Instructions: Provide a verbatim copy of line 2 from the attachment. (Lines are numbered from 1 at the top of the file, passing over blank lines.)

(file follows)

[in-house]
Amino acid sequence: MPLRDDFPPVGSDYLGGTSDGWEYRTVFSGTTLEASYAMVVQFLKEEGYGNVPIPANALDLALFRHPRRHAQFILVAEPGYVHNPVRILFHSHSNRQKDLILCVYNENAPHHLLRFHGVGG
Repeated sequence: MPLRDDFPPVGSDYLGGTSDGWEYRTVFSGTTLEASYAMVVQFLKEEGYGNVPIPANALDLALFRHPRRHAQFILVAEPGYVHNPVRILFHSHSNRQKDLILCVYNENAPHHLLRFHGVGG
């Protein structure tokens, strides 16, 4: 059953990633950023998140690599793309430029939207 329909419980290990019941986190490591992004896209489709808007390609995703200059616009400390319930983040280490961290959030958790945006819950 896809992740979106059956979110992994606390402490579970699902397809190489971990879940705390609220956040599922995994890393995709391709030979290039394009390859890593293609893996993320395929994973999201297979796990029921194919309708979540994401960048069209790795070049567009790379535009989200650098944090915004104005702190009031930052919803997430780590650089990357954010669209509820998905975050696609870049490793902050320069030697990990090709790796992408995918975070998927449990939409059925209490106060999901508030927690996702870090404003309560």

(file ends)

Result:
Amino acid sequence: MPLRDDFPPVGSDYLGGTSDGWEYRTVFSGTTLEASYAMVVQFLKEEGYGNVPIPANALDLALFRHPRRHAQFILVAEPGYVHNPVRILFHSHSNRQKDLILCVYNENAPHHLLRFHGVGG